Last updated 6-12-07
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Producing biodiesel from coffee oil

Drying Coffee: Here you can see about one and half buckets of coffee grounds being sun dried. It took about one day. If spread thinner, a couple of hours would have been enough.

Test Sample Used:  50 grams of coffee grounds were put into a glass extraction thimble. The goal is to find what percentage (by weight) of the coffee grounds is coffee oil.

Soxhlet Extraction Apparatus with Recovery Distillation Accessory: The tall part of the left is for the extraction of the coffee oil from the coffee grounds. The tube and flask on the right is for recovery of the hexane solvent that will be used to extract (dissolve) the coffee oil from the coffee grounds.
Soxhlet Extraction Apparatus: This is the apparatus that extracts the coffee oil from the coffee grounds. Liquid hexane (a 6 carbon chain similar to gasoline) is boiled in the bottom flask. Hexane vapor travels up and through the side arm. It condenses back to liquid in the cool condenser at the top. Liquid hexane drips down on a container full of coffee grounds. The hexane dissolves the coffee oil. Once the contaner is full of hexane, a small glass tube on the left automatically siphons out the hexane with the dissolved coffee oil. That goes back into the bottom flask. The process repeats as more hexane vapor condenses and washes the coffee grounds. This setup allows the hexane to extract the coffee oil several times. It's efficient and uses the least amount of hexane to do the job.
Coffee Grounds Weighed: This is the extraction thimble. 50 grams of coffee grounds were placed in the thimble. The thimble was lowered into the top of the soxhlet extraction glassware.

Boil the hexane: The hot plate is turned up and the hexane starts to boil. It has a boiling point of 69°C (156°F).

Hexane liquid drips on coffee grounds: The vapor travels up the side glass tube and condenses on the cold condenser. It drips down on the coffee grounds and fills the thimble with hexane. Below the thimble you can see the coffee colored liquid. That is a mixture of hexane and coffee oil. Once the hexane/coffee oil mixture fills up to the top of a small glass side tube, the mixture will siphon down into the large bottom flask.

Coffee oil in flask: As the hexane/coffee oil mixture siphons into the bottom flask, you see that it goes from clear to a light coffee color. Each time the thimble fills with hexane and siphons out, the liquid in the flask gets a little darker.
Coffee oil in flask: Here is another picture of the setup. Notice the coffee colored liquid below the thimble. That indicates that coffee oil is being extracted.
Extract become clear: Each time the thimble fills with hexane, the hexane/coffee oil mixture gets lighter because less and less coffee oil is left. I let it fill 5 times. It took about 10 minutes for the hexane to fill the thimble each time. Here the hexane/coffee oil mixture is quite light meaning most of the coffee oil has been extracted.
Separate hexane from coffee oil and recover the hexane: Now that all of the coffee oil is extracted and in the hexane in the bottom flask, the task is to distill off the hexane leaving just the coffee oil. The side arm is used for that. The tube held by the orange clamps is another condenser. Cold water runs through it. It will condense the hexane vapor allowing the liquid to run down hill to another flask on the right.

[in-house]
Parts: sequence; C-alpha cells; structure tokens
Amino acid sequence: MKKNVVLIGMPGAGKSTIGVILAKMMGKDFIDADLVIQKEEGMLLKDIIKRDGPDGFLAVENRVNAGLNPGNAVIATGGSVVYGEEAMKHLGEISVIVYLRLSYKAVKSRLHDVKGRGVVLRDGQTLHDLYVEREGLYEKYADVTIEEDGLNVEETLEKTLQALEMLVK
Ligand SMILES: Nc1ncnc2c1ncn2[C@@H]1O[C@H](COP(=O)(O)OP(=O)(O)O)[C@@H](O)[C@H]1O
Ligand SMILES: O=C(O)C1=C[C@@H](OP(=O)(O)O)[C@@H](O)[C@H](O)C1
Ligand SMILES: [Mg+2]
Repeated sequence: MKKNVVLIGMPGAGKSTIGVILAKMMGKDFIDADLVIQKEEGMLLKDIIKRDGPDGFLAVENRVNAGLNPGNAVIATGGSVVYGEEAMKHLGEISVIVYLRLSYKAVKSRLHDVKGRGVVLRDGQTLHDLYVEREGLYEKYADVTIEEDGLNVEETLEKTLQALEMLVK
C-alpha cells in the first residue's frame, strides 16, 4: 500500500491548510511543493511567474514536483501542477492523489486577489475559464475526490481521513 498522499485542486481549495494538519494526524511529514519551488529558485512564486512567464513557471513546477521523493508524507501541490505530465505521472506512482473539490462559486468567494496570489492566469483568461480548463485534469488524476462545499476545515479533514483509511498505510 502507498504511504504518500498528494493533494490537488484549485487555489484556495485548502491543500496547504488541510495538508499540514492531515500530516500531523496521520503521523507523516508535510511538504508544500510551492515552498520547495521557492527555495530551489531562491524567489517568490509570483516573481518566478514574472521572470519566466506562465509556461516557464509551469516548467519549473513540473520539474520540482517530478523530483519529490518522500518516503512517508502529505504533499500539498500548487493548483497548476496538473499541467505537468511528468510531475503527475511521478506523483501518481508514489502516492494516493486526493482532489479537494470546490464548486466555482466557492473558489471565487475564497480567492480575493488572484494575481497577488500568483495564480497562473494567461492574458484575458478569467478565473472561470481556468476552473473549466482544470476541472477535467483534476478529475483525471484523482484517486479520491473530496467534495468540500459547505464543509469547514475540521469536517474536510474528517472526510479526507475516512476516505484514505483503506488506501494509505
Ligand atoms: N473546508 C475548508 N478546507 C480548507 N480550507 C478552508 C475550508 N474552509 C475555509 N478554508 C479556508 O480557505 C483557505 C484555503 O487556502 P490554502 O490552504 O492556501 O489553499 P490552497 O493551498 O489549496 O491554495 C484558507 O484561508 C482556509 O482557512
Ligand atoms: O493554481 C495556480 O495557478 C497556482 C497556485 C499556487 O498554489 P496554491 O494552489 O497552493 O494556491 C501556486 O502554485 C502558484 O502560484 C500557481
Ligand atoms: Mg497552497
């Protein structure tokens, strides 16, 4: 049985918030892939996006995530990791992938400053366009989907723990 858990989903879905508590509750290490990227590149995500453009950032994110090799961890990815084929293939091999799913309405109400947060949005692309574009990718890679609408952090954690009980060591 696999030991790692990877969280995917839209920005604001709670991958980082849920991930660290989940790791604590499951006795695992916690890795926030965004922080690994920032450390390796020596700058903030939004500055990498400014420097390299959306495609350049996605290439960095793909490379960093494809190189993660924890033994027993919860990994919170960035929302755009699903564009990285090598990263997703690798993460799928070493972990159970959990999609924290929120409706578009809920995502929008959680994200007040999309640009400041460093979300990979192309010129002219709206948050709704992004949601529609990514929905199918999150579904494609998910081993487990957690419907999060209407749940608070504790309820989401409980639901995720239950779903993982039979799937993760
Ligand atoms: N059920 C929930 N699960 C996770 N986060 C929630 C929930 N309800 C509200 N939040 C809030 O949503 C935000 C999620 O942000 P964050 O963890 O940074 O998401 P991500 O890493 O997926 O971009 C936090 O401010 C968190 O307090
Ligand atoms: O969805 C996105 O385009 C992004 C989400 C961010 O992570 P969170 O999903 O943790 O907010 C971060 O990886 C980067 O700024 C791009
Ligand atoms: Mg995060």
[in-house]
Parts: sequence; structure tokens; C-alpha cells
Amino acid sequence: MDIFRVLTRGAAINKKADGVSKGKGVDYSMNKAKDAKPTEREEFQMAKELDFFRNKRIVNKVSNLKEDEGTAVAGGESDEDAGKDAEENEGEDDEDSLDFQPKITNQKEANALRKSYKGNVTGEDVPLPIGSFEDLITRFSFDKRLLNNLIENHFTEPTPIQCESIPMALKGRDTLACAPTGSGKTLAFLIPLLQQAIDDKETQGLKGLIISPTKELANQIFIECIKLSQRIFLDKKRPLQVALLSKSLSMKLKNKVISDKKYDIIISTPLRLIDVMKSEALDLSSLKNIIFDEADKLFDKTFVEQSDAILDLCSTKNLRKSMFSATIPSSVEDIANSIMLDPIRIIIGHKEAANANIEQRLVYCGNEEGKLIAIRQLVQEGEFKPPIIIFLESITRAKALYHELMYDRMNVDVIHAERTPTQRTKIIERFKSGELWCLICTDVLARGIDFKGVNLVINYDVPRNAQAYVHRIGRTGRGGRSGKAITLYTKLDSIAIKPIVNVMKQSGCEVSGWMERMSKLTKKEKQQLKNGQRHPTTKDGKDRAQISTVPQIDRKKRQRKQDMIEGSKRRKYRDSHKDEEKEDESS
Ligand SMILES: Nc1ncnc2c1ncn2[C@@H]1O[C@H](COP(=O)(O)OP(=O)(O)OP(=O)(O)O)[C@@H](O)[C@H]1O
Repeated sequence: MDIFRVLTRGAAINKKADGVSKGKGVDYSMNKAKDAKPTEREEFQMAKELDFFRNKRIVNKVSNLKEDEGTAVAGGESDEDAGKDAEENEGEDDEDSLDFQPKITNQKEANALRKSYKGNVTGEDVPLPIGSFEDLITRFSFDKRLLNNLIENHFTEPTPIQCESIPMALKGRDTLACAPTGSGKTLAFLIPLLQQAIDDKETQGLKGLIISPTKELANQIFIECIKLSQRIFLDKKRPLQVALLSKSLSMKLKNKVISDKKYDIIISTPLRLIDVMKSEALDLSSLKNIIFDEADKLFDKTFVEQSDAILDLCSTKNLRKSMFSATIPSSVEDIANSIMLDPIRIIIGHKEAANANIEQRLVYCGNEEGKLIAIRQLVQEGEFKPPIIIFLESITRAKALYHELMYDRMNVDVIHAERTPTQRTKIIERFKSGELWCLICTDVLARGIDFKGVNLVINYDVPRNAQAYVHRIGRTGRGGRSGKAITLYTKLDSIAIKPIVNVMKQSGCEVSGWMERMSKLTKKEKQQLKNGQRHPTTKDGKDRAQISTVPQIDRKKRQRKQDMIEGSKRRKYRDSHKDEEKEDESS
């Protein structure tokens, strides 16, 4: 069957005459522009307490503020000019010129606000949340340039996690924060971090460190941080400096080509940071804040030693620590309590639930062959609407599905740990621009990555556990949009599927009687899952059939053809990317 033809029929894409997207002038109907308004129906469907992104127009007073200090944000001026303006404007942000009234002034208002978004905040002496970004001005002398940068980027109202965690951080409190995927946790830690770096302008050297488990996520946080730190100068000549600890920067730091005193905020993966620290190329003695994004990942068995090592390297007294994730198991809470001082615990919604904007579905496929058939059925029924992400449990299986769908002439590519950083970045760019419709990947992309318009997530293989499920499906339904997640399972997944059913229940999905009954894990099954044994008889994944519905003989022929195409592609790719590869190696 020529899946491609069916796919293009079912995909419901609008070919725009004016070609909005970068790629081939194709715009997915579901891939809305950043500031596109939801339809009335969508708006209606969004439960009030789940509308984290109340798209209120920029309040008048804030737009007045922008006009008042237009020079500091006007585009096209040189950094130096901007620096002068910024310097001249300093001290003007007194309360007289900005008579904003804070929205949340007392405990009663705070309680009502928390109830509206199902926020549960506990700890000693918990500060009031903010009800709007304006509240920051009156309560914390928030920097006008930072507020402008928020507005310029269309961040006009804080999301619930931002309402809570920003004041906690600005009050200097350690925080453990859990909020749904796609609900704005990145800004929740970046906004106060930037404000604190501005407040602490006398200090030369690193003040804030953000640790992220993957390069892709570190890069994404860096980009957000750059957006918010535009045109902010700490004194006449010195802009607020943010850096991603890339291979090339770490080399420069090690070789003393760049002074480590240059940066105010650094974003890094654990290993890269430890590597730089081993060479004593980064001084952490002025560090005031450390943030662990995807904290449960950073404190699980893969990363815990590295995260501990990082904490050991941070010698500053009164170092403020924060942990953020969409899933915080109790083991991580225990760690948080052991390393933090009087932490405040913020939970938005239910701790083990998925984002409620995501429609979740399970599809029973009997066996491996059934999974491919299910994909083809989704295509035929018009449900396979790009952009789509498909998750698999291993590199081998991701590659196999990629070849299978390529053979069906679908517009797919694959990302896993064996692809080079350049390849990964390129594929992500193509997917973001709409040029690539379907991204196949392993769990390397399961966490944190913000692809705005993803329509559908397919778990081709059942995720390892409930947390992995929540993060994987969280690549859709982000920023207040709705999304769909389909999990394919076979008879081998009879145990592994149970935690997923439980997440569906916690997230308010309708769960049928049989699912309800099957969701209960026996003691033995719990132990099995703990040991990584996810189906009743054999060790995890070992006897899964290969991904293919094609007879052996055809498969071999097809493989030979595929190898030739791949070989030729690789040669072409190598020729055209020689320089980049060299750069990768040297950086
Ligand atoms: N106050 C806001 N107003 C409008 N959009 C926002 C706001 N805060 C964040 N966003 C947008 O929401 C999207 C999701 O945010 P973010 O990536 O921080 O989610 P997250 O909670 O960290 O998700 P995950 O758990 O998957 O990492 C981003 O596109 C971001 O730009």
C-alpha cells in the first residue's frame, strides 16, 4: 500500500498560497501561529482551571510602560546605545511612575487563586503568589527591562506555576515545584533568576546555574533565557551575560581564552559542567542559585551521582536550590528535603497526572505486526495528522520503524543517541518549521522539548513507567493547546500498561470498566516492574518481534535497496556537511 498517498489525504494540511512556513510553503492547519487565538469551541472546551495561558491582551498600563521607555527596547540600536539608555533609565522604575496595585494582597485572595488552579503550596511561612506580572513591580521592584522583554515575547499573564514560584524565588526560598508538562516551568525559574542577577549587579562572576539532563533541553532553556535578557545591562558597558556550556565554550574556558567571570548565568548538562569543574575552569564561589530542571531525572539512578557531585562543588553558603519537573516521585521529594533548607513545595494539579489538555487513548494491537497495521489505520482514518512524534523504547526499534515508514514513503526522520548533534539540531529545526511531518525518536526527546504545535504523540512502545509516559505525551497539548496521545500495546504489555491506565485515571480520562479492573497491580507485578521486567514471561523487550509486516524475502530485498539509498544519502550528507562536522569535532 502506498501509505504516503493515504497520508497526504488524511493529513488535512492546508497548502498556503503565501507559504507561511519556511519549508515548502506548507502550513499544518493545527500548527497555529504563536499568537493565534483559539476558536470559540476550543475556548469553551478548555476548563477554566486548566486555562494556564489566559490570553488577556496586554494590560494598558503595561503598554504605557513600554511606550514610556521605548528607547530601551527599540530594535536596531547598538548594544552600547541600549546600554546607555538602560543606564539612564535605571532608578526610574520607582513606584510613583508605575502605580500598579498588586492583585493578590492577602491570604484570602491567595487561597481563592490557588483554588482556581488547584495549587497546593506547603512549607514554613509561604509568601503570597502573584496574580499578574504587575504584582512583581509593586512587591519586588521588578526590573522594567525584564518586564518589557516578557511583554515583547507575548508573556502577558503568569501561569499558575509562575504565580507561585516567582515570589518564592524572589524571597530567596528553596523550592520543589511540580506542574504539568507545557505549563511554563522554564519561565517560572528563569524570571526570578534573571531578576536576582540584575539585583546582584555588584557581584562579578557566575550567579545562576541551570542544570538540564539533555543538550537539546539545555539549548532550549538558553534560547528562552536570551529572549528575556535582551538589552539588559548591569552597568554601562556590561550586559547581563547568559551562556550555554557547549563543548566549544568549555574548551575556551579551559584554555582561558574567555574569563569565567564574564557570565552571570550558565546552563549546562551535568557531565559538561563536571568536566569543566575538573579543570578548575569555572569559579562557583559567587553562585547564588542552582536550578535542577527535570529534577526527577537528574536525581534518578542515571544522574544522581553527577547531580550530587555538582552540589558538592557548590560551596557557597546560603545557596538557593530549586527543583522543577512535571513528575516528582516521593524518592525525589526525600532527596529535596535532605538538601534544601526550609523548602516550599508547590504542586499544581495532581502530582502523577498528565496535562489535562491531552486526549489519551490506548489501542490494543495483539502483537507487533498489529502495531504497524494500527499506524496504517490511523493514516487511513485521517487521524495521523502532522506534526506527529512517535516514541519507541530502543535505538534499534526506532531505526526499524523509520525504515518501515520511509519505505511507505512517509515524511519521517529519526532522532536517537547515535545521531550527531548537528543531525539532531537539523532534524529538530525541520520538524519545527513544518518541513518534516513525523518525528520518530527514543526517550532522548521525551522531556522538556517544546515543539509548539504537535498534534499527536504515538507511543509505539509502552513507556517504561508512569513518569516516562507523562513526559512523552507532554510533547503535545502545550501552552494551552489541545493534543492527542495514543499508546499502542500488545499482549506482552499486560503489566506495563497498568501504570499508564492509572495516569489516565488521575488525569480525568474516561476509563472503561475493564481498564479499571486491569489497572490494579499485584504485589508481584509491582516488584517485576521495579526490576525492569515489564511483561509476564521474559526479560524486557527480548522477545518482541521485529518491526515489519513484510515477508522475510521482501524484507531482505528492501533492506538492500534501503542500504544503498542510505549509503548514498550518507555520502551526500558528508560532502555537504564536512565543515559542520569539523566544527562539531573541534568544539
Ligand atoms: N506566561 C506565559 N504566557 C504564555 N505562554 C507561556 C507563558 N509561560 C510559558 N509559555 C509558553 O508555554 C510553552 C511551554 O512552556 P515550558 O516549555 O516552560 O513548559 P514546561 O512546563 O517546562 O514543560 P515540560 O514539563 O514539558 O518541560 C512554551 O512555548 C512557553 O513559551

A partial vacuum speeds up the collection of hexane: In this picture, you can see I added a flask and pump that creates a partial vacuum. This allows the hexane to boil at a lower temperature and quicker. Ice surrounds the round collection flask to prevent the hexane liquid from evaporating too easily. About 80% of the hexane was recovered. To be economical, the hexane recovery has to be much better. Actually, I realized later that a lot of hexane was held by the coffee grounds that I let air-dry. If that hexane was reclaimed, I think there would have been 95% hexane recovery.
Coffee Oil: After the hexane is boiled away, all that is left is coffee oil. There's not much oil because there were only 50 grams of coffee grounds used.
Pure Coffee Oil: I collected about 22 mL of coffee oil; however, there was still some hexane left. The next day the beaker had 12 mL of coffee oil. I figure after all hexane has evaporated, there will be about 6 mL of pure coffee oil left.
Before and After: The coffee grounds on the left were what the grounds looked like before the extraction. The coffee grounds on the right are after the coffee oil had been extracted. Note that those are quite a bit lighter. The ground weighed 45.4 grams after the coffee oil was extracted. It weighed 50 grams before. So that's 4.6 grams of coffee oil that was extracted. So the coffee oil is 4.6/50 (9.2%) of the weight of the coffee grounds.
Below is the next setup I will test. It will allow about 3 pounds of coffee ground to be extracted at a time. It will require more hexane solvent than the soxhlet extractor used above, but if nearly all hexane is recovered, that's not an big issue. The below apparatus is also designed to recover the hexane that is left in the coffee grounds after that last soaking with hexane. I found out that about 75% of the hexane needed to cover the grounds does not drain out but stays bound to the coffee grounds. So a second distillation of hexane will be done after the coffee oil is extracted.
For questions or comments, contact me, Ken Costello, at



Since May 29, 2006